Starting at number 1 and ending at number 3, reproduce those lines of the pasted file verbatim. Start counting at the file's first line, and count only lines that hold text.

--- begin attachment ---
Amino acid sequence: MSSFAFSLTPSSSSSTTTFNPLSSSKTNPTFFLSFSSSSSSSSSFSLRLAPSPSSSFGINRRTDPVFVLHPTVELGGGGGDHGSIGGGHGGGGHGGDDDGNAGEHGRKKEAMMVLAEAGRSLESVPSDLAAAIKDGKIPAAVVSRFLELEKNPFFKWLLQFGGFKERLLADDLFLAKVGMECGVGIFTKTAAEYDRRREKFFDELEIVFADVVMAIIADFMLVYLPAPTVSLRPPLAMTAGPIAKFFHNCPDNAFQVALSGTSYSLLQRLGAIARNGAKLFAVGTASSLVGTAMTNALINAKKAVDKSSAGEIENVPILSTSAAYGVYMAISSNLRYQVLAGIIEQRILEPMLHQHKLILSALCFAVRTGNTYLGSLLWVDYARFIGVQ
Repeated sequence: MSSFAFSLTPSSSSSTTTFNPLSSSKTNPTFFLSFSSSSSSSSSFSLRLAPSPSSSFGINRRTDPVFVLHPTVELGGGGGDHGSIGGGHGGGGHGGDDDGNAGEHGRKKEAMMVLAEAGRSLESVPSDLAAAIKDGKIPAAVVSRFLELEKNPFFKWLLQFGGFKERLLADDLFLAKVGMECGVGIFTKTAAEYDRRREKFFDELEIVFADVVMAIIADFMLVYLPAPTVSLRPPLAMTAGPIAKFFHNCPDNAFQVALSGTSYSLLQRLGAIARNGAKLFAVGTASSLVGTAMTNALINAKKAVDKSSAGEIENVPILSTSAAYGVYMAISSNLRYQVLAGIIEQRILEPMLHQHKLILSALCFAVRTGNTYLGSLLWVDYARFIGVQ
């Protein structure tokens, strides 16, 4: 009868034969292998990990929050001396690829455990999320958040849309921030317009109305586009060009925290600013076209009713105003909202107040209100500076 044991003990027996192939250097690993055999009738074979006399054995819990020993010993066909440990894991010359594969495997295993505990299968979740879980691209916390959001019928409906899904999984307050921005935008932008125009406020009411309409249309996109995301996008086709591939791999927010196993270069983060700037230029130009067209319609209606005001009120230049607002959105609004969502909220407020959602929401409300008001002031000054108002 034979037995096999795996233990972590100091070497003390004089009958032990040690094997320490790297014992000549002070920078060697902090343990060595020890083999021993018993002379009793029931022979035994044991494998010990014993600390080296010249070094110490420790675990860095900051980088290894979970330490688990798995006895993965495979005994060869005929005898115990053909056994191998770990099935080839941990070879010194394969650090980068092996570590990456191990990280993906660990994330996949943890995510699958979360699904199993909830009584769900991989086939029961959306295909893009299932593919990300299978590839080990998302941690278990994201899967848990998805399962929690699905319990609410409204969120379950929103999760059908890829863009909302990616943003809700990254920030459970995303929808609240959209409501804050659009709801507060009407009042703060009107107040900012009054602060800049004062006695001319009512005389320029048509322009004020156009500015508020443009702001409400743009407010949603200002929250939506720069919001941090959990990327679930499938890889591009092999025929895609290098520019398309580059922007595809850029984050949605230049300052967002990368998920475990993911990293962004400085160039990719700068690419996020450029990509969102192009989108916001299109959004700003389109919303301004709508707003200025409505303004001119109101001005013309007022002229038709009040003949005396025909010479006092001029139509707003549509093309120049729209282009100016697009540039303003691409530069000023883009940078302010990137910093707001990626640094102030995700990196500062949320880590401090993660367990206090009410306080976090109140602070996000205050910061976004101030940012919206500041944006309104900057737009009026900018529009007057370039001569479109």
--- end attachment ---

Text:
Amino acid sequence: MSSFAFSLTPSSSSSTTTFNPLSSSKTNPTFFLSFSSSSSSSSSFSLRLAPSPSSSFGINRRTDPVFVLHPTVELGGGGGDHGSIGGGHGGGGHGGDDDGNAGEHGRKKEAMMVLAEAGRSLESVPSDLAAAIKDGKIPAAVVSRFLELEKNPFFKWLLQFGGFKERLLADDLFLAKVGMECGVGIFTKTAAEYDRRREKFFDELEIVFADVVMAIIADFMLVYLPAPTVSLRPPLAMTAGPIAKFFHNCPDNAFQVALSGTSYSLLQRLGAIARNGAKLFAVGTASSLVGTAMTNALINAKKAVDKSSAGEIENVPILSTSAAYGVYMAISSNLRYQVLAGIIEQRILEPMLHQHKLILSALCFAVRTGNTYLGSLLWVDYARFIGVQ
Repeated sequence: MSSFAFSLTPSSSSSTTTFNPLSSSKTNPTFFLSFSSSSSSSSSFSLRLAPSPSSSFGINRRTDPVFVLHPTVELGGGGGDHGSIGGGHGGGGHGGDDDGNAGEHGRKKEAMMVLAEAGRSLESVPSDLAAAIKDGKIPAAVVSRFLELEKNPFFKWLLQFGGFKERLLADDLFLAKVGMECGVGIFTKTAAEYDRRREKFFDELEIVFADVVMAIIADFMLVYLPAPTVSLRPPLAMTAGPIAKFFHNCPDNAFQVALSGTSYSLLQRLGAIARNGAKLFAVGTASSLVGTAMTNALINAKKAVDKSSAGEIENVPILSTSAAYGVYMAISSNLRYQVLAGIIEQRILEPMLHQHKLILSALCFAVRTGNTYLGSLLWVDYARFIGVQ
């Protein structure tokens, strides 16, 4: 009868034969292998990990929050001396690829455990999320958040849309921030317009109305586009060009925290600013076209009713105003909202107040209100500076 044991003990027996192939250097690993055999009738074979006399054995819990020993010993066909440990894991010359594969495997295993505990299968979740879980691209916390959001019928409906899904999984307050921005935008932008125009406020009411309409249309996109995301996008086709591939791999927010196993270069983060700037230029130009067209319609209606005001009120230049607002959105609004969502909220407020959602929401409300008001002031000054108002 034979037995096999795996233990972590100091070497003390004089009958032990040690094997320490790297014992000549002070920078060697902090343990060595020890083999021993018993002379009793029931022979035994044991494998010990014993600390080296010249070094110490420790675990860095900051980088290894979970330490688990798995006895993965495979005994060869005929005898115990053909056994191998770990099935080839941990070879010194394969650090980068092996570590990456191990990280993906660990994330996949943890995510699958979360699904199993909830009584769900991989086939029961959306295909893009299932593919990300299978590839080990998302941690278990994201899967848990998805399962929690699905319990609410409204969120379950929103999760059908890829863009909302990616943003809700990254920030459970995303929808609240959209409501804050659009709801507060009407009042703060009107107040900012009054602060800049004062006695001319009512005389320029048509322009004020156009500015508020443009702001409400743009407010949603200002929250939506720069919001941090959990990327679930499938890889591009092999025929895609290098520019398309580059922007595809850029984050949605230049300052967002990368998920475990993911990293962004400085160039990719700068690419996020450029990509969102192009989108916001299109959004700003389109919303301004709508707003200025409505303004001119109101001005013309007022002229038709009040003949005396025909010479006092001029139509707003549509093309120049729209282009100016697009540039303003691409530069000023883009940078302010990137910093707001990626640094102030995700990196500062949320880590401090993660367990206090009410306080976090109140602070996000205050910061976004101030940012919206500041944006309104900057737009009026900018529009007057370039001569479109």